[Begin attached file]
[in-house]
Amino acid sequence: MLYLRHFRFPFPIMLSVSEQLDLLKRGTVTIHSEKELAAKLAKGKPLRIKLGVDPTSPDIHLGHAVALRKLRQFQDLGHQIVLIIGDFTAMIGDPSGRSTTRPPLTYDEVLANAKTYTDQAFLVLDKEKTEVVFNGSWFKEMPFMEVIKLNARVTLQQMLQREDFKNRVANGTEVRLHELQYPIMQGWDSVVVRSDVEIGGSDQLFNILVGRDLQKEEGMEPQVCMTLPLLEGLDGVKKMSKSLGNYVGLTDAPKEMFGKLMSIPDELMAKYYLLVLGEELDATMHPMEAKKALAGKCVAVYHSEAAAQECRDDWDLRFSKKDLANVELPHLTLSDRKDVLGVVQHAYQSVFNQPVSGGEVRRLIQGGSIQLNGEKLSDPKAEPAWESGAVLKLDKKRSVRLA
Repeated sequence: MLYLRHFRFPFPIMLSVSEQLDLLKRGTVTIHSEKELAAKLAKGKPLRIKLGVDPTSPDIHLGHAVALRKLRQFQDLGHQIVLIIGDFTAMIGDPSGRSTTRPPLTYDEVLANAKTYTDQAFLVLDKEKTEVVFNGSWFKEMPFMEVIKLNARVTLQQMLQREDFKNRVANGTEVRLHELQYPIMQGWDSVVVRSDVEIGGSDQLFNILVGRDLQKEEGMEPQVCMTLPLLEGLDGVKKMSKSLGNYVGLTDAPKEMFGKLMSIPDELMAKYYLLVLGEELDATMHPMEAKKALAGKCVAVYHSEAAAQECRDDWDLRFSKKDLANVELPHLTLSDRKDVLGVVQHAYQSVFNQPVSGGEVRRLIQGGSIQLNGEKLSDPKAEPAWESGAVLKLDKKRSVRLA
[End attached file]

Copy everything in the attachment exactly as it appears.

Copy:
[in-house]
Amino acid sequence: MLYLRHFRFPFPIMLSVSEQLDLLKRGTVTIHSEKELAAKLAKGKPLRIKLGVDPTSPDIHLGHAVALRKLRQFQDLGHQIVLIIGDFTAMIGDPSGRSTTRPPLTYDEVLANAKTYTDQAFLVLDKEKTEVVFNGSWFKEMPFMEVIKLNARVTLQQMLQREDFKNRVANGTEVRLHELQYPIMQGWDSVVVRSDVEIGGSDQLFNILVGRDLQKEEGMEPQVCMTLPLLEGLDGVKKMSKSLGNYVGLTDAPKEMFGKLMSIPDELMAKYYLLVLGEELDATMHPMEAKKALAGKCVAVYHSEAAAQECRDDWDLRFSKKDLANVELPHLTLSDRKDVLGVVQHAYQSVFNQPVSGGEVRRLIQGGSIQLNGEKLSDPKAEPAWESGAVLKLDKKRSVRLA
Repeated sequence: MLYLRHFRFPFPIMLSVSEQLDLLKRGTVTIHSEKELAAKLAKGKPLRIKLGVDPTSPDIHLGHAVALRKLRQFQDLGHQIVLIIGDFTAMIGDPSGRSTTRPPLTYDEVLANAKTYTDQAFLVLDKEKTEVVFNGSWFKEMPFMEVIKLNARVTLQQMLQREDFKNRVANGTEVRLHELQYPIMQGWDSVVVRSDVEIGGSDQLFNILVGRDLQKEEGMEPQVCMTLPLLEGLDGVKKMSKSLGNYVGLTDAPKEMFGKLMSIPDELMAKYYLLVLGEELDATMHPMEAKKALAGKCVAVYHSEAAAQECRDDWDLRFSKKDLANVELPHLTLSDRKDVLGVVQHAYQSVFNQPVSGGEVRRLIQGGSIQLNGEKLSDPKAEPAWESGAVLKLDKKRSVRLA